Western Maryland Scenic Railroad
The WMSR takes a 14 mile/22.5 km journey west from Cumberland to Frostburg, making a 1300 ft/400 m climb into the mountains to do so. The train is pulled by an old steam locomotive ("assisted," as they kindly put it, by a less-old diesel engine).
The trip out west was blissfully uneventful, with no traffic. It was a clear, cold day, 38F/3C with a thin, nearly cloudless blue sky. I am definitely hardened after last year's winter. As we drove out, I watched the thermometer in the car and caught myself thinking, "What a nice day we have! It is sunny and not that cold." Not that cold!! It is 38F in mid-November! Whatever. At least it meant that I wasn't miserable.
We arrived at the train depot at around 11 and picked up our tickets with plenty of time for milling around on the platform and taking photos before we departed at 11:30.
The steam locomotive was built in 1916, so it is almost 100 years old. It used to haul freight in Michigan before it was retired to sit in a train museum. The WMSR purchased it and brought it out of retirement, and it now hauls sightseers up and down the mountainside.
I am always amazed by the copious amounts of steam produced by the engine as it waits at the station. The photos don't do it justice!
The ride out was lovely, although we'd chosen seats on the wrong side of the train because our side was against the mountain while the other side looked down the slope. Ah well. We made up for it on the way back, as you will see! The train went over an old rusty bridge, through a tunnel, around a horseshoe curve, and past many gorgeous mountain vistas. Our car attendant called our attention to an open area at the back of our car that used to be used to hold mail. Since we were on the inferior side of the train, I suggested to Bobby that, on the way back, we stand in the open area and take photographs then; the assent up the mountain could be used for scoping out what we wanted to photograph. He of course agreed.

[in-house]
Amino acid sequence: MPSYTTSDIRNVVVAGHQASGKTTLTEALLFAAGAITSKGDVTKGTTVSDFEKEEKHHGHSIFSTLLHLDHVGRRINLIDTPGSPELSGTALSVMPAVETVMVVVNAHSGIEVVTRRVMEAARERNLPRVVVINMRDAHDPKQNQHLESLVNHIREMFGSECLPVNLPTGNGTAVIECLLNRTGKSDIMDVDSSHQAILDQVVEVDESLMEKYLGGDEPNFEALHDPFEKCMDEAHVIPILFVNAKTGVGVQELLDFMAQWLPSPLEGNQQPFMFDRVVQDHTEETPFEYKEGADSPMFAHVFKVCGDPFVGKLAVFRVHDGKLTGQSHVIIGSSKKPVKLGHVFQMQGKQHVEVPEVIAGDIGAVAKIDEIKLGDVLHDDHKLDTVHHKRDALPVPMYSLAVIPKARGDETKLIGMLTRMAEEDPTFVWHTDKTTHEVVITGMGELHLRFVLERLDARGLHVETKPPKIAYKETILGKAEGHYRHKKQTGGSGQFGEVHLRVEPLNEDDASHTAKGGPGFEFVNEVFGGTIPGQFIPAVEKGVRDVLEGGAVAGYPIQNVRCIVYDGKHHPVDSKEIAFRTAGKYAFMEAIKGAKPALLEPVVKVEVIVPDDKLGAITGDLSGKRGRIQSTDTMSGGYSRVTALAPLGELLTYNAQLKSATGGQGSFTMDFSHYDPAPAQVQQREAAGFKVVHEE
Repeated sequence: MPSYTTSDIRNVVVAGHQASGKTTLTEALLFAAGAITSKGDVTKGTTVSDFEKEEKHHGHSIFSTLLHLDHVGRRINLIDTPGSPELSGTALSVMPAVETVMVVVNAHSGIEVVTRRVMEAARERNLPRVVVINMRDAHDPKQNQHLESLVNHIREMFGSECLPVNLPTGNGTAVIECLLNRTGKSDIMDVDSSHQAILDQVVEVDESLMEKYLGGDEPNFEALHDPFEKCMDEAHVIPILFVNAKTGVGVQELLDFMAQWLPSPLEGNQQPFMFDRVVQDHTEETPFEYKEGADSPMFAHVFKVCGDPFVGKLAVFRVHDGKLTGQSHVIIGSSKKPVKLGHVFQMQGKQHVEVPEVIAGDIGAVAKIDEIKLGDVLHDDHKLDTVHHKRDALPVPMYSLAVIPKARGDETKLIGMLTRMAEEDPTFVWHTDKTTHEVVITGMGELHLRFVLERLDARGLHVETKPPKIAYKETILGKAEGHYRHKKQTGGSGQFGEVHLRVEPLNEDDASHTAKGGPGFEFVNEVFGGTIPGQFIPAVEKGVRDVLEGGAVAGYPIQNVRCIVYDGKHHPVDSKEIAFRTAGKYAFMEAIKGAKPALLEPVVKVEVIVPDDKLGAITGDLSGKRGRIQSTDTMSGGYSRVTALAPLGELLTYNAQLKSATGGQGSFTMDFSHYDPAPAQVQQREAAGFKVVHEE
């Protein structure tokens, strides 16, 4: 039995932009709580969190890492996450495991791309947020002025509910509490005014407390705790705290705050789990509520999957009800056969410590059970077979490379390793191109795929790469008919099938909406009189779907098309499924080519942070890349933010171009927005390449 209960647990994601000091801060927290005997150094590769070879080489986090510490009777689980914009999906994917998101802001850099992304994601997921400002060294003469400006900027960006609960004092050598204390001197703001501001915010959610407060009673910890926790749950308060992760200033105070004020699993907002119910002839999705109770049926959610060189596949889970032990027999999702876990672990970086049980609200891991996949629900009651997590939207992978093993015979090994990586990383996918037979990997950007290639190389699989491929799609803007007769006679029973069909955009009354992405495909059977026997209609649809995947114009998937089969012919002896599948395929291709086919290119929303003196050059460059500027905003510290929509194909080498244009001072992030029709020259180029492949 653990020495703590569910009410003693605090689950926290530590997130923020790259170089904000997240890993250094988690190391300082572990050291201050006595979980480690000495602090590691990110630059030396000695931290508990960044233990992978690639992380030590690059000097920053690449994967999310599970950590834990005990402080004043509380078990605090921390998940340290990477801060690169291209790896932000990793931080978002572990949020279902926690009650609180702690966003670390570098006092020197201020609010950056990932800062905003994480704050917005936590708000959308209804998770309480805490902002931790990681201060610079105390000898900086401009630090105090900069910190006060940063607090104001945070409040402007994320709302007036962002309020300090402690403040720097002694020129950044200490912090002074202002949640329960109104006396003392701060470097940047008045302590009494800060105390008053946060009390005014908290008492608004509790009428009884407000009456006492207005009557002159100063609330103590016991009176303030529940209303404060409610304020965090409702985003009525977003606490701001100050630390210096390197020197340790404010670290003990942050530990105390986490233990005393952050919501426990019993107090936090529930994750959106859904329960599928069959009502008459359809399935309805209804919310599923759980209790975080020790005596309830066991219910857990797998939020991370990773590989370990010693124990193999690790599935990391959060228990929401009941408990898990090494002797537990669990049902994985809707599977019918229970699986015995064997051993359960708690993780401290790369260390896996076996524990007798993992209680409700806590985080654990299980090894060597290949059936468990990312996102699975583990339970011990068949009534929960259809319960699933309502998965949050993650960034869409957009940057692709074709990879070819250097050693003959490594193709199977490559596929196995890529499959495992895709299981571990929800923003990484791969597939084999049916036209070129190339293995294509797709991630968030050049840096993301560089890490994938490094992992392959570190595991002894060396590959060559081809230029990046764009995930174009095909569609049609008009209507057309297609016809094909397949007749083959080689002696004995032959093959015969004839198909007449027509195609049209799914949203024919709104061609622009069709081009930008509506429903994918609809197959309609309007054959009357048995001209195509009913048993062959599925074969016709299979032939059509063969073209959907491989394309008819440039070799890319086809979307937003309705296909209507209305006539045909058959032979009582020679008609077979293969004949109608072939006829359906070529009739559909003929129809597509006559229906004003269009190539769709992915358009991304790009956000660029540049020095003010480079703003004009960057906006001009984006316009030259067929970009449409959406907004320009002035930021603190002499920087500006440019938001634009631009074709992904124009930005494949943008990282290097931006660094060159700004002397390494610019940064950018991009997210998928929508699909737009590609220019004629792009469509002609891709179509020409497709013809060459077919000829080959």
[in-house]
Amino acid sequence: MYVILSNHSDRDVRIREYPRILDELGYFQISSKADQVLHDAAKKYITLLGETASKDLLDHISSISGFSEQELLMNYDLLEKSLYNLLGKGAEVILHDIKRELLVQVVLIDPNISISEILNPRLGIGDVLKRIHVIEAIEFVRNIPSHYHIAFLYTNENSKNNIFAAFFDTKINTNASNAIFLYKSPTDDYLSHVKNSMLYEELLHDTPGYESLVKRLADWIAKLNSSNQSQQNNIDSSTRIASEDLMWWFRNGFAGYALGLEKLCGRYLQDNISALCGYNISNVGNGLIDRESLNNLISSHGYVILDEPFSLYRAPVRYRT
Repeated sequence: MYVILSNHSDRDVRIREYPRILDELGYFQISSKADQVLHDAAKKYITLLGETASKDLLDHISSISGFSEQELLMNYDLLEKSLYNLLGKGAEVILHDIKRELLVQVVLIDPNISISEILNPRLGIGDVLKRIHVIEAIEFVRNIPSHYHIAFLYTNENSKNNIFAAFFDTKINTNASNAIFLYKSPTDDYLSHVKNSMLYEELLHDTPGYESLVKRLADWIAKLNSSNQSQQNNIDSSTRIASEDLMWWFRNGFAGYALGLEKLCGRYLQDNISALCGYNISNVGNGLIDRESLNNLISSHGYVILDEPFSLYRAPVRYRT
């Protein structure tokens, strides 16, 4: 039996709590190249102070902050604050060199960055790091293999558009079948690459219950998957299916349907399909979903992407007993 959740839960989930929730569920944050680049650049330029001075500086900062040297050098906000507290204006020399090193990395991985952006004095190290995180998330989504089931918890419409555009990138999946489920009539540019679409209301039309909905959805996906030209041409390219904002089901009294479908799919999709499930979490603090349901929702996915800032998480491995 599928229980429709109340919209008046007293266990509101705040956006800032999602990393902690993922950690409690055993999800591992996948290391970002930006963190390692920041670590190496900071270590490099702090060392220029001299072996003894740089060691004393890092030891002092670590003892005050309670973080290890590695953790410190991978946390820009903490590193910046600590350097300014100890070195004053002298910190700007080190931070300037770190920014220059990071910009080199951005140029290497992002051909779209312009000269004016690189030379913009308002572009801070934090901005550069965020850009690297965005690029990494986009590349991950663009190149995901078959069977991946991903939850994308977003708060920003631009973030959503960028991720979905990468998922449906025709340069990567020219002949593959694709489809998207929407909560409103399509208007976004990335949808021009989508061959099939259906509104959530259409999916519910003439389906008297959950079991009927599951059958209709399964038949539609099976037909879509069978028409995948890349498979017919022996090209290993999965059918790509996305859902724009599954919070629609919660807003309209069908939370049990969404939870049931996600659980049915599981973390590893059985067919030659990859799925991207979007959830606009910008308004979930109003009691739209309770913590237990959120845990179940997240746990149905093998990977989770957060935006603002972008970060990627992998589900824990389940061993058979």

The car attendant kept making a big deal out of the 88-step climb from the depot into Frostburg, but even on an injured ham, it was easy-peasey. This was my first day of significant walking since I hurt myself. I was fine. It felt good to be moving; I am at the point where most of my pain is now from being too sedentary! I have been given permission from The Husband Figure to go back to walking at Charlotte's Quest and gently riding the stationary bike at the gym and/or walking on the treadmill.
Frostburg is a cute little mountain town. It is also the home of the Maryland university that--at least when I was of an age where such things were of great importance--is known for being Maryland's biggest party school. Well, what else does one do when snowed into the mountains all winter? Allegany and Garrett Counties are mostly forest. We had lunch at a coffee shop cum cafe that Bobby had found online: a cup of homemade potato leek soup for both of us, a black bean burger for Bobby, and a Mediterranean flatbread for me. We polished it off with a scoop each of ice cream from our favorite ice cream shop out in Deep Creek Lake: chocolate butter fudge for me and Andes mint chocolate chip for Bobby.